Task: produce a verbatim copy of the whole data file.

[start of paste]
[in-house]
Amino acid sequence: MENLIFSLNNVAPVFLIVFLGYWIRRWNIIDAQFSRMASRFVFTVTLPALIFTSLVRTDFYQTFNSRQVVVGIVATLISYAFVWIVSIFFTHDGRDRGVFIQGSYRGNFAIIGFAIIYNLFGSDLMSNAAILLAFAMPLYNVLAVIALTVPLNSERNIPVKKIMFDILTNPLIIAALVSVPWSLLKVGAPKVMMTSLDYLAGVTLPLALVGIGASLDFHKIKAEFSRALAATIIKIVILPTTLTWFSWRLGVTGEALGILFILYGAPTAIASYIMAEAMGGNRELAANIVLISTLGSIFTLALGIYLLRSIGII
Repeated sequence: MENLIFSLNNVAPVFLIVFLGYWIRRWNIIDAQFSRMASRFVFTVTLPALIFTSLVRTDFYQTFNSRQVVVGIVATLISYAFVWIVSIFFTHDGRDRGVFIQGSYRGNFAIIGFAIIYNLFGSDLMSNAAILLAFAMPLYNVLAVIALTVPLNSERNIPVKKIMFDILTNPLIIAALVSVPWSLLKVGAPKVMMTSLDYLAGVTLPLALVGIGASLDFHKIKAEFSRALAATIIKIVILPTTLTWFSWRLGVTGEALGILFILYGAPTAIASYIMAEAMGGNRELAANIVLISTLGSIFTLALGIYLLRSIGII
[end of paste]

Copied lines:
[in-house]
Amino acid sequence: MENLIFSLNNVAPVFLIVFLGYWIRRWNIIDAQFSRMASRFVFTVTLPALIFTSLVRTDFYQTFNSRQVVVGIVATLISYAFVWIVSIFFTHDGRDRGVFIQGSYRGNFAIIGFAIIYNLFGSDLMSNAAILLAFAMPLYNVLAVIALTVPLNSERNIPVKKIMFDILTNPLIIAALVSVPWSLLKVGAPKVMMTSLDYLAGVTLPLALVGIGASLDFHKIKAEFSRALAATIIKIVILPTTLTWFSWRLGVTGEALGILFILYGAPTAIASYIMAEAMGGNRELAANIVLISTLGSIFTLALGIYLLRSIGII
Repeated sequence: MENLIFSLNNVAPVFLIVFLGYWIRRWNIIDAQFSRMASRFVFTVTLPALIFTSLVRTDFYQTFNSRQVVVGIVATLISYAFVWIVSIFFTHDGRDRGVFIQGSYRGNFAIIGFAIIYNLFGSDLMSNAAILLAFAMPLYNVLAVIALTVPLNSERNIPVKKIMFDILTNPLIIAALVSVPWSLLKVGAPKVMMTSLDYLAGVTLPLALVGIGASLDFHKIKAEFSRALAATIIKIVILPTTLTWFSWRLGVTGEALGILFILYGAPTAIASYIMAEAMGGNRELAANIVLISTLGSIFTLALGIYLLRSIGII